By Drew Ailes
By Courtney Harrell
By Kyra Scrimgeour
By Jena Ardell
By Mary Willson
By Bree Davies
By Tom Murphy
By Tom Murphy
Some critics feel that open-mindedness is a waste of time. For instance, an ex-colleague at a Westword sister paper once pitched music editors like myself on a review of a Rolling Stones kickoff tour date by guaranteeing to rip the band a new one, despite the fact that the gig itself was still weeks in the future. But believe it or not, I try to approach every CD, performance and film with as much neutrality as I can muster. And while it can be mighty difficult to do so, I have collected a load of anecdotal evidence that keeps me committed to this methodology. Take, for instance, Yentl, a 1983 Barbra Streisand film: I went to it reluctantly yet came away thinking it was pretty damn good (which makes me gay, according to the screenplay of In & Out--but that's another story).
Although my objectivity has been tested on many occasions since then (even by Streisand, whose followup to Yentl was 1987's dreadful Nuts), I've never abandoned my convictions. But seldom have they been strained as severely as they were on March 23, when Alanis Morissette visited McNichols Arena. Truth be told, I regarded Jagged Little Pill, Morissette's debut full-length, to be so actively annoying that I temporarily shirked my duties as a chronicler of the Denver/Boulder music landscape and avoided several previous opportunities to see her live. And her latest disc, Supposed Former Infatuation Junkie, didn't inspire me to wave her flag, either. However, I had a firm talk with myself after the announcement of her March appearance and subsequently realized that I had taken the easy way out. Besides, if I exited at show's end raving about how Morissette is an artistic genius on par with Pablo Picasso, my beliefs would only be strengthened as a result. So off I went with my head held high, determined to give Alanis every possible chance to rock my world.
Things started well thanks to Garbage, Morissette's opening act. Lead singer Shirley Manson's injured left arm was in a sling and obviously caused her some discomfort--she regularly massaged her rigidly held digits between numbers--but as she stalked the stage, her eyes glinted impishly, as if she were keeping a wonderful secret all to herself. Meanwhile, main Garbage men Duke Erikson, Steve Marker and Butch Vig churned out a guitar-based approximation of the band's sound, which layers modern studio condiments atop indelible art pop. This blend of catchiness and hipster cachet proved utterly irresistible: "Medication" didn't give me much of a high (it's arguably the outfit's weakest tune), but "I Think I'm Paranoid," "When I Grow Up," "Special," "#1 Crush," "Push It" and the rest had audience members figuratively reaching for the volume control on their car radios to turn the music up. (As a bonus, Manson interpolated some Spice Girls lyrics into "Stupid Girl.") The 45 minutes Garbage was in the spotlight flew by and raised my hopes. Maybe it was going to be a nice evening after all.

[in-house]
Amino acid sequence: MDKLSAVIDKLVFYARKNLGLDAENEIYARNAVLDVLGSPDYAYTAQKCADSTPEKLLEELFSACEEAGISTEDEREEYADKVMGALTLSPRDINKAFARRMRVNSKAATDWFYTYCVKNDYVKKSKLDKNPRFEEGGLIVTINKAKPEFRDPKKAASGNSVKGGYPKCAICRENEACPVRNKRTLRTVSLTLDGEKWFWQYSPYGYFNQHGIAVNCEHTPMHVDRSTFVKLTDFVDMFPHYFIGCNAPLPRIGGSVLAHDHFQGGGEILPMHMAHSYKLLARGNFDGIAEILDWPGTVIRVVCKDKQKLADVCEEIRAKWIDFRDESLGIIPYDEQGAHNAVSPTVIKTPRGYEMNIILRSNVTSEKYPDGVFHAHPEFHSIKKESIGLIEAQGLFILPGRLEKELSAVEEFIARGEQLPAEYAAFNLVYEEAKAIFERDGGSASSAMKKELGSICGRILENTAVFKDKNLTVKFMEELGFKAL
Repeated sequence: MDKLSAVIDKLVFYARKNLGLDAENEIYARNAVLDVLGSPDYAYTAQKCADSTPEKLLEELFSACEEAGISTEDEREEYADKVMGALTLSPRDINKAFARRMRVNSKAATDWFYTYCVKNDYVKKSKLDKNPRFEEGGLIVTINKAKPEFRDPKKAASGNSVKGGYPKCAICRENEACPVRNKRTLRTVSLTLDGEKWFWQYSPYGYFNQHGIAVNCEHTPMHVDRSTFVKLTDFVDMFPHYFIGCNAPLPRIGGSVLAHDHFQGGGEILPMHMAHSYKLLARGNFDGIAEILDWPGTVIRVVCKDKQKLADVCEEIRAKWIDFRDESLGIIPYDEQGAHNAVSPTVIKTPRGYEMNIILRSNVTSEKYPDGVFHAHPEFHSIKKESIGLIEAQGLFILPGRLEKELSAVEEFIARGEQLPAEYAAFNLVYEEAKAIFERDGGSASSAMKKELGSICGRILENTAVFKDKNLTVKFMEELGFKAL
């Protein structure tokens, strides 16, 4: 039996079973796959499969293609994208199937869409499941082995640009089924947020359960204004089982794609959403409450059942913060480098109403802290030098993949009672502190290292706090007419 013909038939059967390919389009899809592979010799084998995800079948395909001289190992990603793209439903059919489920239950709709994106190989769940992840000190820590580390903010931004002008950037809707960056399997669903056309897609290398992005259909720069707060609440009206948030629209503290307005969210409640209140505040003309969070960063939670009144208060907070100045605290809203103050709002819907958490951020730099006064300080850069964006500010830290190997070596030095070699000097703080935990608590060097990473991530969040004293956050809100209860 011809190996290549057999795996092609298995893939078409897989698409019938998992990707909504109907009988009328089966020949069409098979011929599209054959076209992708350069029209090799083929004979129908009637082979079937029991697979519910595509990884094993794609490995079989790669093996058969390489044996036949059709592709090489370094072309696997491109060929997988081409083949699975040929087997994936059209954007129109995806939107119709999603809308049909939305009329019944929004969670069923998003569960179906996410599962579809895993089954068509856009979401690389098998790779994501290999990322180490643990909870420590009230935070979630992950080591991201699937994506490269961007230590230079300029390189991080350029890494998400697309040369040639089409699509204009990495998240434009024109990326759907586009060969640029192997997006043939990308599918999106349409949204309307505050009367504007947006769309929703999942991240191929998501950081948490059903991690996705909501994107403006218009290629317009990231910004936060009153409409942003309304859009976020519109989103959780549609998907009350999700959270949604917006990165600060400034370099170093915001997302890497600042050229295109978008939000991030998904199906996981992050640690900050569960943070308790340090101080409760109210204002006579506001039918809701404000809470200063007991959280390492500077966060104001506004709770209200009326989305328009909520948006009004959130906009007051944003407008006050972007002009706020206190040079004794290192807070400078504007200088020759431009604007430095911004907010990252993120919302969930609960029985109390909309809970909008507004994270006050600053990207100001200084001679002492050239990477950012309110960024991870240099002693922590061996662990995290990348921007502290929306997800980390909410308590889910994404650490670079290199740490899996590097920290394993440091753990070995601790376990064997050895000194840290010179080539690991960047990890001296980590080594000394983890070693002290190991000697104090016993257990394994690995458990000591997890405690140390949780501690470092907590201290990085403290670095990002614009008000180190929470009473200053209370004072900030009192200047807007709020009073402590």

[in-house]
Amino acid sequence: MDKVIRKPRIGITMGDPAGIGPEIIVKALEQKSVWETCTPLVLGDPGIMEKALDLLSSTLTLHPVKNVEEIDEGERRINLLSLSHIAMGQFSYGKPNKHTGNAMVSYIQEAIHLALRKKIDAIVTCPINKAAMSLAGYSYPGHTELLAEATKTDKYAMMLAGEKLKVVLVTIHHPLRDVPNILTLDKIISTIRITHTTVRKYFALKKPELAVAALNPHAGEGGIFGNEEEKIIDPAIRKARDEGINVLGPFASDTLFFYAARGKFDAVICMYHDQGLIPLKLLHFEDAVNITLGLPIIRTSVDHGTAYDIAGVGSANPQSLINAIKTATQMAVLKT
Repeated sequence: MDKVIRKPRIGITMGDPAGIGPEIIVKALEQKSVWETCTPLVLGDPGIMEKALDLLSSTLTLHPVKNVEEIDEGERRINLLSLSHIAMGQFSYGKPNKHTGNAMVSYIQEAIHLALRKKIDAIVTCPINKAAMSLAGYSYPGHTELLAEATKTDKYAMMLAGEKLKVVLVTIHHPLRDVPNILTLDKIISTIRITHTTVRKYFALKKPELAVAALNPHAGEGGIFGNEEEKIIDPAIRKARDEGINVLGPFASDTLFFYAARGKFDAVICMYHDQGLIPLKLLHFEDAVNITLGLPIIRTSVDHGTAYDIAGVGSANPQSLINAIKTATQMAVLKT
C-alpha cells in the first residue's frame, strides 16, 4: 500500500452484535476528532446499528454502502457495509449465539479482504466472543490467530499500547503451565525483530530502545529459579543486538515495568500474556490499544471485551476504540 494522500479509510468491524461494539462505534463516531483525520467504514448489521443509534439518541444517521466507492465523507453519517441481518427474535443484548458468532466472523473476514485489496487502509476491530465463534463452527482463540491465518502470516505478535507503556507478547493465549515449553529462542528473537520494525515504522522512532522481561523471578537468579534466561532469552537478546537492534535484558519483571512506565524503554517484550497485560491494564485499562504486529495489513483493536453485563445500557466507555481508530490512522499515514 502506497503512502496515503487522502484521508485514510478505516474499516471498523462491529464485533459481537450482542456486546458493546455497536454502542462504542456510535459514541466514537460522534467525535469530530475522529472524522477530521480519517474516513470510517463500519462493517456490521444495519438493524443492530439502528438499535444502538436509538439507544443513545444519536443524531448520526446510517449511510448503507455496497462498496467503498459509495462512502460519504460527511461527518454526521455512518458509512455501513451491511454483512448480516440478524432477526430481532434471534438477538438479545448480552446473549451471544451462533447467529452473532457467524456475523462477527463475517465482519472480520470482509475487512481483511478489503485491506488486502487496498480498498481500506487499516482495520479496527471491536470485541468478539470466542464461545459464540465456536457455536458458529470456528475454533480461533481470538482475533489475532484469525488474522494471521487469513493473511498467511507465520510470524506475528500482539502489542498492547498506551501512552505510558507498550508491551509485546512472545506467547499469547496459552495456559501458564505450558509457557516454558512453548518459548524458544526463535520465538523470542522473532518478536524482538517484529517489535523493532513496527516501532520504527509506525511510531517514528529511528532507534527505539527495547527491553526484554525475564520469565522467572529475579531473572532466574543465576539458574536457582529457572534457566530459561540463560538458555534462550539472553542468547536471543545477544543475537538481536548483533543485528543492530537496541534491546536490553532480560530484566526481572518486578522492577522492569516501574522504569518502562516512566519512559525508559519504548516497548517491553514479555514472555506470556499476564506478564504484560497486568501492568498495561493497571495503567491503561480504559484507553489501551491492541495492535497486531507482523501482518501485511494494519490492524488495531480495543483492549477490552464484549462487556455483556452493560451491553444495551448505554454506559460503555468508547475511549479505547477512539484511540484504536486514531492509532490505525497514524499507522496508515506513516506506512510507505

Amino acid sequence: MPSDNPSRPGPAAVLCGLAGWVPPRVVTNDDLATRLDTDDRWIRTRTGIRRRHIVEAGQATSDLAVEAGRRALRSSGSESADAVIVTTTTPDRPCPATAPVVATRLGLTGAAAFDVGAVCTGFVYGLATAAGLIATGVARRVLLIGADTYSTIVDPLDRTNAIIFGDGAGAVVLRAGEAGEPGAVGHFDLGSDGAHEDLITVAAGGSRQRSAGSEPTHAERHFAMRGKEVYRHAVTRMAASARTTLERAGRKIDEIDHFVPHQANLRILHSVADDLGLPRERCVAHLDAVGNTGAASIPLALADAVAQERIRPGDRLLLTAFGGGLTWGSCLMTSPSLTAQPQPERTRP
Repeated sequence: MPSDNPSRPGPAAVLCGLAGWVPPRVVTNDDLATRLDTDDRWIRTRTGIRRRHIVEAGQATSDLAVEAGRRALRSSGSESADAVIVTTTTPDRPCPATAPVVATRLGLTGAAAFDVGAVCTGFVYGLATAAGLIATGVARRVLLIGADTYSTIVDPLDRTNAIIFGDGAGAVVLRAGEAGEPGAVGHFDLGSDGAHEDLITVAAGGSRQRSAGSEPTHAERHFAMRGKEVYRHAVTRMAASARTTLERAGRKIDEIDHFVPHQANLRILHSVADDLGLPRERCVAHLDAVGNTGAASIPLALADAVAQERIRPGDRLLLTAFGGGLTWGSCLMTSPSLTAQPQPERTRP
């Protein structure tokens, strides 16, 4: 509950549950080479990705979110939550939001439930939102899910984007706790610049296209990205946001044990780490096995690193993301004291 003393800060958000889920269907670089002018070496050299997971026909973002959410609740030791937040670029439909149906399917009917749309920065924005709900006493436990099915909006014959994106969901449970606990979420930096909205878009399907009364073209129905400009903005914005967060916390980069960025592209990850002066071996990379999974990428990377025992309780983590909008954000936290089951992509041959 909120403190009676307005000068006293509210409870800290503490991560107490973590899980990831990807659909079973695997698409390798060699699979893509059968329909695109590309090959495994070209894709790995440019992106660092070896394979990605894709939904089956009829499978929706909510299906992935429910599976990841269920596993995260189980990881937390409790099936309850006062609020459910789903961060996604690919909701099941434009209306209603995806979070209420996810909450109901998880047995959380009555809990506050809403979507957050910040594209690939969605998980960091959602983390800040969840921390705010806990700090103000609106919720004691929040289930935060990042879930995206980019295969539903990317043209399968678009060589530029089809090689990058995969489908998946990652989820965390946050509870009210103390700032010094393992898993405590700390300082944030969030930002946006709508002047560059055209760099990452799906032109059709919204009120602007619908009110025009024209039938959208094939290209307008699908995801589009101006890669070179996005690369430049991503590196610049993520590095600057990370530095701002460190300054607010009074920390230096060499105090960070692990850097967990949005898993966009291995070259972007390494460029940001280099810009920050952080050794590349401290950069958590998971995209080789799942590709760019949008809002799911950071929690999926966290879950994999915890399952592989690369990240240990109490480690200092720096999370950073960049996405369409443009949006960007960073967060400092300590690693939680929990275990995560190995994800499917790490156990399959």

When Morissette followed, I was still optimistic, but shortly thereafter, my heart began to sink. The problem was the material, culled mainly from Infatuation Junkie. The spin doctors at Morissette's labels have successfully convinced the nation's mainstream scribes that the Eastern motifs on display throughout the recording can be traced to the singer's Indian journeys, but she obviously learned far more by studying Robert Plant and Jimmy Page, since almost all of her newer songs, from "Baba" to "Uninvited" (from the City of Angels soundtrack), are rewrites, to varying degrees, of Led Zeppelin's "Kashmir." Song after song after bloody song was built upon the same sludgily played riffs, which more often than not failed to cohere into anything resembling a hook. Morissette, meanwhile, alternated her two primary voices (a fragile schoolgirl croon and a nasal whine capable of slicing through titanium) while whirling around the stage like a toddler dervish. She stomped her feet, danced spasmodically, tunelessly huffed into her harmonica as if she'd started learning how to play it earlier that day, dug her nails into her abdomen and twitched her arm à la John Belushi imitating Joe Cocker. Then, as the assorted extravaganzas reached their conclusions, she pressed her hands together, prayerlike, touched them to her mouth and thanked the crowd with the perfect-hostess panache of Martha Stewart. It was the kind of instantaneous transformation that made me wonder whether I was watching a concert or Sybil.
Frankly, the appeal of this behavior was mystifying to me. But rather than souring on the entire experience, I redoubled my efforts to find the positives in Morissette's presentation--and found that I was able to pretend that the glass was half full most easily during the handful of Jagged Little Pill ditties she offered. A deliberately paced new arrangement of "You Oughta Know" actually qualified as interesting (at least until it turned into--big fat surprise--"Kashmir"), and the unctuous but undeniably effective melody of "You Learn" wedged its way into my gray matter like a piece of shrapnel; the next morning, I was still trying to dislodge it. The attendees, who filled approximately two-thirds of the McNichols space available, responded more enthusiastically to these compositions than their comparatively recent cousins, singing along with every word warbled by Morissette instead of merely shaking and shuddering beatifically. That I understood their reaction and wasn't overtly alienated by it struck me as something of a breakthrough.